While millions of average Americans are currently trying to pay down their debt and save money, for some people the margin between paying their bills on-time and losing control of their finances is razor thin. For many of these people, the option of getting Loans through traditional lenders has become difficult if not impossible, as banks and lenders make it harder (and costlier) for “risky” borrowers to qualify. Unfortunately, this leaves many people vulnerable to the predatory lending practices of payday lenders and other expensive loan products.
And like those financially challenged individuals who are looking for Personal Loans, small business owners have witnessed their options for borrowing get more and more difficult to find. Whether you’ve been in business for years, or are just starting out, gone are the days when an entrepreneur could take out a line of credit or get a loan with Fair Credit. Nowadays, small business owners must have near-perfect credit and evidence of sufficient profits to get a loan with a decent interest rate through a traditional lender. Unfortunately, concerns about cash flow and credit access often determine how well a small business functions. Findings just released from the quarterly Wells Fargo/Gallup Small Business Index reveal that the number of business owners who anticipate being in a “good financial position” in the next year was only 59%. In other words, more than one-third of small business owners who responded to the poll anticipate lean financial times for the remainder of this year and into the next. Thus, getting access to financing (at reasonable rates) is crucial for millions of small business owners around the country.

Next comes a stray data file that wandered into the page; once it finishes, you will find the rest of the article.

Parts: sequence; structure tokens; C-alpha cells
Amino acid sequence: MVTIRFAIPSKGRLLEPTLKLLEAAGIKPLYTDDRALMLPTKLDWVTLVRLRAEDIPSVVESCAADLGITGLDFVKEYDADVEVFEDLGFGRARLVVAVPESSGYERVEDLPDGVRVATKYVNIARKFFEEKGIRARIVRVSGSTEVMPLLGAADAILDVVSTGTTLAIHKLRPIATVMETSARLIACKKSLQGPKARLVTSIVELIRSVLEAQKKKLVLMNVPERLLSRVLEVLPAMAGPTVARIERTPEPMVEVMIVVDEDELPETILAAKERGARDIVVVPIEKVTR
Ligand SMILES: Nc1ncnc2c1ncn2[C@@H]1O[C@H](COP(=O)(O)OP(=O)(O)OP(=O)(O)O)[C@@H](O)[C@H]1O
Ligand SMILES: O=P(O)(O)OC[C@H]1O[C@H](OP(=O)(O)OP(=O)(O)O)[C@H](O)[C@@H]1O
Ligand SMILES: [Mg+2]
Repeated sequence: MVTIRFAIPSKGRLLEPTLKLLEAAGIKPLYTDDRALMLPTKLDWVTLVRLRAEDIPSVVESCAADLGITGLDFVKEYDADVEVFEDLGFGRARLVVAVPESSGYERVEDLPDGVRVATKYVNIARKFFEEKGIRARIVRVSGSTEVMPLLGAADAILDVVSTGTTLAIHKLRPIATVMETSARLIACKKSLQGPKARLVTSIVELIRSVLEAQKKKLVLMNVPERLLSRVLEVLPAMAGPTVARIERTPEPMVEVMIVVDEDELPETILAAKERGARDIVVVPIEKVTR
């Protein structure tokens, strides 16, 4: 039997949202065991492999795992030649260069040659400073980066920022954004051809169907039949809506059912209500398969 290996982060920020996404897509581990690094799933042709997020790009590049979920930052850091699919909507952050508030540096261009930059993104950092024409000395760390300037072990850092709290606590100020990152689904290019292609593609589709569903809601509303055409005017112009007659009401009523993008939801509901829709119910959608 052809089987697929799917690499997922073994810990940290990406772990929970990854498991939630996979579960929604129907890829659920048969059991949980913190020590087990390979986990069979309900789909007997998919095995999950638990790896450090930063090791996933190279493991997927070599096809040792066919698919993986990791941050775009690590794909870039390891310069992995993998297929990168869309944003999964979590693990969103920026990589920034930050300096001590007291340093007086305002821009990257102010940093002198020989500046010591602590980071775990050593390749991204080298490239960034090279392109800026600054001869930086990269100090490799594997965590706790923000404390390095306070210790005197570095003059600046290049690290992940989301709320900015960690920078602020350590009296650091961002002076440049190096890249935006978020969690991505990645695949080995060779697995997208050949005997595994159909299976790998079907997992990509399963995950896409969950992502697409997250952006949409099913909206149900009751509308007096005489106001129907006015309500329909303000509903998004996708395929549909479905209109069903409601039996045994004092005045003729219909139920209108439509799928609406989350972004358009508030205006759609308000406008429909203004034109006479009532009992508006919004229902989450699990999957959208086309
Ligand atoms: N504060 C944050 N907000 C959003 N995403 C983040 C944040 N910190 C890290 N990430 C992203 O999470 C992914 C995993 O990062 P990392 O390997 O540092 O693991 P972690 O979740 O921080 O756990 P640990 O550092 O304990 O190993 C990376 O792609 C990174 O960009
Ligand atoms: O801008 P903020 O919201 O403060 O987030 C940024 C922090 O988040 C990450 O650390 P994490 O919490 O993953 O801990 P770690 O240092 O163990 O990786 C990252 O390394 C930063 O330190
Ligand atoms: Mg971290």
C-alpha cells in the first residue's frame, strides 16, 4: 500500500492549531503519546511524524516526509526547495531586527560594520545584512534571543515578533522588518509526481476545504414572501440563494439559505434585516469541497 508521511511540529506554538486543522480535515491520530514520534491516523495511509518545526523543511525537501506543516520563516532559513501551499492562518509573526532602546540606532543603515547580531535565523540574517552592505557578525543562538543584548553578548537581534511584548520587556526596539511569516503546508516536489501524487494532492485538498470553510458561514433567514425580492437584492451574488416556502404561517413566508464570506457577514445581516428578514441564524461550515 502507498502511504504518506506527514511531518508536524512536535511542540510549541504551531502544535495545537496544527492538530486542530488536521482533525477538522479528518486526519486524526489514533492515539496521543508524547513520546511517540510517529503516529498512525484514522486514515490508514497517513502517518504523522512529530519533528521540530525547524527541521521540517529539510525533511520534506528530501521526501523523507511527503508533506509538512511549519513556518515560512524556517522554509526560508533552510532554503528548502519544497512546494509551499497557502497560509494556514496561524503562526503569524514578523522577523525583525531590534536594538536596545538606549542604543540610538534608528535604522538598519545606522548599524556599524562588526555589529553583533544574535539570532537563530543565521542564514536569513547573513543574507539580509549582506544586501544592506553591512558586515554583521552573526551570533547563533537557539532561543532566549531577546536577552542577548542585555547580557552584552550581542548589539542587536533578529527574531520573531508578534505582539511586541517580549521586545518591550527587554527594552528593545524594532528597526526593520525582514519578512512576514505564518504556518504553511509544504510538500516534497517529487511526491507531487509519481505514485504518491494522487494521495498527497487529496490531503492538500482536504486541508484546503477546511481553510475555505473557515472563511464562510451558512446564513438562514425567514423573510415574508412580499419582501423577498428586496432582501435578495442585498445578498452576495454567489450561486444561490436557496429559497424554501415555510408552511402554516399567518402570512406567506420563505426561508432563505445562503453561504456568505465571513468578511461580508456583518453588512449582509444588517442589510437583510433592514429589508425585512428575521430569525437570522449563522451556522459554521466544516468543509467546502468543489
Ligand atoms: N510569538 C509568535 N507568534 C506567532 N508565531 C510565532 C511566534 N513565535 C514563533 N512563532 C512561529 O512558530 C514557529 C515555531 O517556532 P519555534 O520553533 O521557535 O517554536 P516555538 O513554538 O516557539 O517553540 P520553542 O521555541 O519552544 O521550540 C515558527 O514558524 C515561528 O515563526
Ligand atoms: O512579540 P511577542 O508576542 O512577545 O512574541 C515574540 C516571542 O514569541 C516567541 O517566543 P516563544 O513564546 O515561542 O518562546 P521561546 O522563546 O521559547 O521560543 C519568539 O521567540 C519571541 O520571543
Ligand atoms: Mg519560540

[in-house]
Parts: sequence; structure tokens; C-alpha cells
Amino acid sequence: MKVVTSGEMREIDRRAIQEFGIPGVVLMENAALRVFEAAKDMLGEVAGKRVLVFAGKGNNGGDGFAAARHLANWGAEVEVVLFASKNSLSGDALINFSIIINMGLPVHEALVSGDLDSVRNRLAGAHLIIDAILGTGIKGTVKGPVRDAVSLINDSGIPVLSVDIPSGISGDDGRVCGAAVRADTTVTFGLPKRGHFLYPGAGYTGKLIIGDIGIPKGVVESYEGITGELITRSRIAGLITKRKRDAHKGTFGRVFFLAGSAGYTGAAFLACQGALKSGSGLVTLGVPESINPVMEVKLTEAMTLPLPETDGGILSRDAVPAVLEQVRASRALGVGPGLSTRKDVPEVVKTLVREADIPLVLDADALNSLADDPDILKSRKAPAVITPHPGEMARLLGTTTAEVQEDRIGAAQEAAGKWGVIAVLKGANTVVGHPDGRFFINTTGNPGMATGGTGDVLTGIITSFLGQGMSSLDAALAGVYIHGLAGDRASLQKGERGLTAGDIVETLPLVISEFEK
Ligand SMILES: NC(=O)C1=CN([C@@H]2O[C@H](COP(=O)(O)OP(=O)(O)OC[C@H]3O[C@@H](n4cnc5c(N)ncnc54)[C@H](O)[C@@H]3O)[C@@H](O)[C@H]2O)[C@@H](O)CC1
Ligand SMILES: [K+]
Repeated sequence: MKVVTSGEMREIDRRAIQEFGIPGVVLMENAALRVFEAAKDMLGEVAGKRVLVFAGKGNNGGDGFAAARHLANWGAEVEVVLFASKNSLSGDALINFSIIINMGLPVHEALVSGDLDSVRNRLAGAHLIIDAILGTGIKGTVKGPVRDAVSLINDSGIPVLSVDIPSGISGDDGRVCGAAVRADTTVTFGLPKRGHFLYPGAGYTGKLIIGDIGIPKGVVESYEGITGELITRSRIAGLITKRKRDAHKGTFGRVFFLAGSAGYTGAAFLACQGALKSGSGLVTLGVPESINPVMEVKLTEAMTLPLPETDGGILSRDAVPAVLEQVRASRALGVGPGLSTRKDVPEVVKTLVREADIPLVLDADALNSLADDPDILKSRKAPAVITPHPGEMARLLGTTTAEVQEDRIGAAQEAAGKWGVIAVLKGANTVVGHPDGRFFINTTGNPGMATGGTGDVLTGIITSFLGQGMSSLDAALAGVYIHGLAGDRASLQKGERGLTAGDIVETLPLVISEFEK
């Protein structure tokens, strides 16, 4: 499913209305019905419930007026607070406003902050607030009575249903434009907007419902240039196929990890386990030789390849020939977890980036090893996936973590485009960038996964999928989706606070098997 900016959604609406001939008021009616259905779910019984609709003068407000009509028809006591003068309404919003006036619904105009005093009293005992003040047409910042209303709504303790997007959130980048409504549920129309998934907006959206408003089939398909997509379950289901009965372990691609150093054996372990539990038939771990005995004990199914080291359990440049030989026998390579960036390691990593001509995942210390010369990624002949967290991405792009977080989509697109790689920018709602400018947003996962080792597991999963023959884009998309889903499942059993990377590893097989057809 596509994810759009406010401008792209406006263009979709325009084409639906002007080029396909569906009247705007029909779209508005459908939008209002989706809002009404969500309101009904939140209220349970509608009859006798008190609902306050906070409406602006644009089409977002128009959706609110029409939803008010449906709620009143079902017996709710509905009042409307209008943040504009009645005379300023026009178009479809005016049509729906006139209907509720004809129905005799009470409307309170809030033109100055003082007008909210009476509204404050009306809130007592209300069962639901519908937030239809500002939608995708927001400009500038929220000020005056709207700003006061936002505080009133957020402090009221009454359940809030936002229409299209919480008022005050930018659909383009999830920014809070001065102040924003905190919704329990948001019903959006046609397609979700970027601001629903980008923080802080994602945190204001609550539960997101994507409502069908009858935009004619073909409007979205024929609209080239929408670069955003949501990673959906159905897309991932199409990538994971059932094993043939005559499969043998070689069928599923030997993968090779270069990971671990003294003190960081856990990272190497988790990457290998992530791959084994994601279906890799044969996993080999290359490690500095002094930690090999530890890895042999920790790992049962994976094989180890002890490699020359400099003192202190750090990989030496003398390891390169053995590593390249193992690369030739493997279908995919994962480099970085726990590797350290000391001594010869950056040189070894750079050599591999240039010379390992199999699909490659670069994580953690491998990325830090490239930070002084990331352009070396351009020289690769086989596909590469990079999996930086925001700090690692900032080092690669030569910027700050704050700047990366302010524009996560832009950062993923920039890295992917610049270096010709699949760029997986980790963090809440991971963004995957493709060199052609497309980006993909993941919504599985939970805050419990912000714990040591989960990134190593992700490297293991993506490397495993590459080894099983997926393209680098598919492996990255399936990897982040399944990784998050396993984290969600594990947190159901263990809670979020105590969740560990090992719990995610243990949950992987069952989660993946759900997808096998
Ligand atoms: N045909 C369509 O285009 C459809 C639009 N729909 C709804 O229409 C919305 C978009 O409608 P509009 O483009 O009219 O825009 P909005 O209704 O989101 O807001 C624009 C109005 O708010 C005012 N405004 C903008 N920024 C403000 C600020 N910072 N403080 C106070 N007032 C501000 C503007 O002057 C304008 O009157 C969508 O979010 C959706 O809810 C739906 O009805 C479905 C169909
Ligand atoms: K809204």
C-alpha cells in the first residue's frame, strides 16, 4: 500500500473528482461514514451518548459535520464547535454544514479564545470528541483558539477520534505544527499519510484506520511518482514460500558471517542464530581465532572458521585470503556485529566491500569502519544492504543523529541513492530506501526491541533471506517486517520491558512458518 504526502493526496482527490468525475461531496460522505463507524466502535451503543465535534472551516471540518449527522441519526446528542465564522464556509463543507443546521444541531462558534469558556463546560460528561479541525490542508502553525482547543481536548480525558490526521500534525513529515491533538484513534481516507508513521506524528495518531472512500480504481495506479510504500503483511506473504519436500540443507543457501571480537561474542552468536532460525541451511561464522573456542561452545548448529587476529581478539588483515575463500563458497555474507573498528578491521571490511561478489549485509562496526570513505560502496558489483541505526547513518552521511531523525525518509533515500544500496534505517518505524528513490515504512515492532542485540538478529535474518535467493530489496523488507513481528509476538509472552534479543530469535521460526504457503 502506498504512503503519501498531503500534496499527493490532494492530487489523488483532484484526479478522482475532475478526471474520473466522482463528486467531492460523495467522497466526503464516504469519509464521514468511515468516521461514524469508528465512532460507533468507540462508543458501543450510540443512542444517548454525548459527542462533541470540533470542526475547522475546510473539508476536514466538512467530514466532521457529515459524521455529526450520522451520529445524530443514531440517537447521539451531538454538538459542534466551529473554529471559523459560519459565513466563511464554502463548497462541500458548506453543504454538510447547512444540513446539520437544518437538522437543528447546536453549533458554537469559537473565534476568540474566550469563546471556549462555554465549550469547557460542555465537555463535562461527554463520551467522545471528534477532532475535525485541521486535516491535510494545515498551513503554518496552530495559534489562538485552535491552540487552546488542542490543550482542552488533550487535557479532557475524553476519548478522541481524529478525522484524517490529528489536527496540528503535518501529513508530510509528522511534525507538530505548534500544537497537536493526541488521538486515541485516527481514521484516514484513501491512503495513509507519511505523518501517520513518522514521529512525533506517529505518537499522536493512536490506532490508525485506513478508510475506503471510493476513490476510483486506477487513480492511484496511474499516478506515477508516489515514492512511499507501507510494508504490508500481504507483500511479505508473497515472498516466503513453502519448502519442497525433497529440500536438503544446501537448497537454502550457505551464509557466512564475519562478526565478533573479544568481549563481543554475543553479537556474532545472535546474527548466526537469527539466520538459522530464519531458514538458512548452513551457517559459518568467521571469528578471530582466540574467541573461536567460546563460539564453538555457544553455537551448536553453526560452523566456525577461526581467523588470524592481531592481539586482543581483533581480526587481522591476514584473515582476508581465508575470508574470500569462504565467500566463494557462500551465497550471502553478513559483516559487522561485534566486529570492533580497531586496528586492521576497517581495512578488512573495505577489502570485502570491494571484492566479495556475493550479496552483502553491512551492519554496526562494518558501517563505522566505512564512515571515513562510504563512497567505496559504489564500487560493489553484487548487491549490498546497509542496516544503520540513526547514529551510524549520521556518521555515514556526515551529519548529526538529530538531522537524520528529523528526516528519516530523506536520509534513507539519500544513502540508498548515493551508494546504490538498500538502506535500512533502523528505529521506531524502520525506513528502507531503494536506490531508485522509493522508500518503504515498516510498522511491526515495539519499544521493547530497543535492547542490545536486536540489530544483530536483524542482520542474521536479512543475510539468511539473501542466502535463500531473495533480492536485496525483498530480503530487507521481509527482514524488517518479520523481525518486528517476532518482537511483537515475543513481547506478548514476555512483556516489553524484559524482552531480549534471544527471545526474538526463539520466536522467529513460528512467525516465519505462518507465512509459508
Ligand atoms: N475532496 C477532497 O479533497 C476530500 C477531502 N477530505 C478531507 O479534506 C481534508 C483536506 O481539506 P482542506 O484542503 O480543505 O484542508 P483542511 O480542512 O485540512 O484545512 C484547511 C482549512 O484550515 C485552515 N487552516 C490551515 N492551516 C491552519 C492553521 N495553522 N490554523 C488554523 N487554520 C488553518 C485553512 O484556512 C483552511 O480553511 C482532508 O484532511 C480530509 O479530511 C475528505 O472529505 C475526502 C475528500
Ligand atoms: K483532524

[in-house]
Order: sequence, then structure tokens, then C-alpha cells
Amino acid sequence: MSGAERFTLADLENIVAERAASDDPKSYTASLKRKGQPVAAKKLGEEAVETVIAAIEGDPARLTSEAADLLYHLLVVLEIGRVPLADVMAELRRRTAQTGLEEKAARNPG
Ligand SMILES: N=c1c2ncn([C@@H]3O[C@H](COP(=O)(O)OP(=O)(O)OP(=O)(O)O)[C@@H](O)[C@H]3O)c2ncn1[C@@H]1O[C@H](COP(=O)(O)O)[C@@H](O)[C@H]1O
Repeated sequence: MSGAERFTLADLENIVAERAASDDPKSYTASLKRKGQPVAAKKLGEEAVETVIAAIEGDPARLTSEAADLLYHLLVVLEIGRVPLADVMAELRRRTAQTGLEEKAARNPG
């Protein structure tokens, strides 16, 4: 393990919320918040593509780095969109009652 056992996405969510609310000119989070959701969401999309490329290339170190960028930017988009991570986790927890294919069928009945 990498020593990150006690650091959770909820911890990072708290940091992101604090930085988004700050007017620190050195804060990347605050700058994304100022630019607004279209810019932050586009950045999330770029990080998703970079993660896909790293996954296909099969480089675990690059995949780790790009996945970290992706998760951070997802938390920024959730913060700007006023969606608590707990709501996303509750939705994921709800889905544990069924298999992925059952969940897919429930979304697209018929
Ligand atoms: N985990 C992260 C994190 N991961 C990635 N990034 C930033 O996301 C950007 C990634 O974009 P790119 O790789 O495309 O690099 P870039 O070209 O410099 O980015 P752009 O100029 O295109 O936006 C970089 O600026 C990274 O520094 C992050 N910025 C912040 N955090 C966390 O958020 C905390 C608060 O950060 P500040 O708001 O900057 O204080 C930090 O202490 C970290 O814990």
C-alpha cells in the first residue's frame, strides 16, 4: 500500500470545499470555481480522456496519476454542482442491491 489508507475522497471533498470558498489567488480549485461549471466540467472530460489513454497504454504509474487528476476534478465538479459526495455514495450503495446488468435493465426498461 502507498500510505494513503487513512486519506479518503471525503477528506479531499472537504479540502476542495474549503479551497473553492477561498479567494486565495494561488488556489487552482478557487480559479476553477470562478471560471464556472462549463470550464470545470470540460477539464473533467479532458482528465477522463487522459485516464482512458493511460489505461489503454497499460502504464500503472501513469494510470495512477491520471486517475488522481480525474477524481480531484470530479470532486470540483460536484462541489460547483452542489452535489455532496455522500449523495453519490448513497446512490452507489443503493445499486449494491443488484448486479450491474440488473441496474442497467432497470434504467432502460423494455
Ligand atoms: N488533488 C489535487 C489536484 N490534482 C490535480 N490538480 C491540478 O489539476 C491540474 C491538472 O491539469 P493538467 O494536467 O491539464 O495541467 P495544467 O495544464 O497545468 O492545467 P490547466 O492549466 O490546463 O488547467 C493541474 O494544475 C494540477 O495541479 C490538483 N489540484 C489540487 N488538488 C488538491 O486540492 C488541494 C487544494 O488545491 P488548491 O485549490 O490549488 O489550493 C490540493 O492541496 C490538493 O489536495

Why Microfinance or Peer-to-Peer Lending?
What resources are available for individuals—and small business owners—who need to get a personal loan (or business loan) that allows them to repay over time? For those with Excellent Credit, there’s the option to apply for a loan through a bank, or even apply for a Credit Card to cover your costs. Additionally, many Good Credit personal loans are available at competitive rates for those with near perfect credit, mostly through credit unions. However, finding personal loans with fair credit, and business loans, can be far more daunting. This is where microcredit, and in particular peer-to-peer lending, has filled a niche to meet the needs to millions of Americans seeking personal and business loans.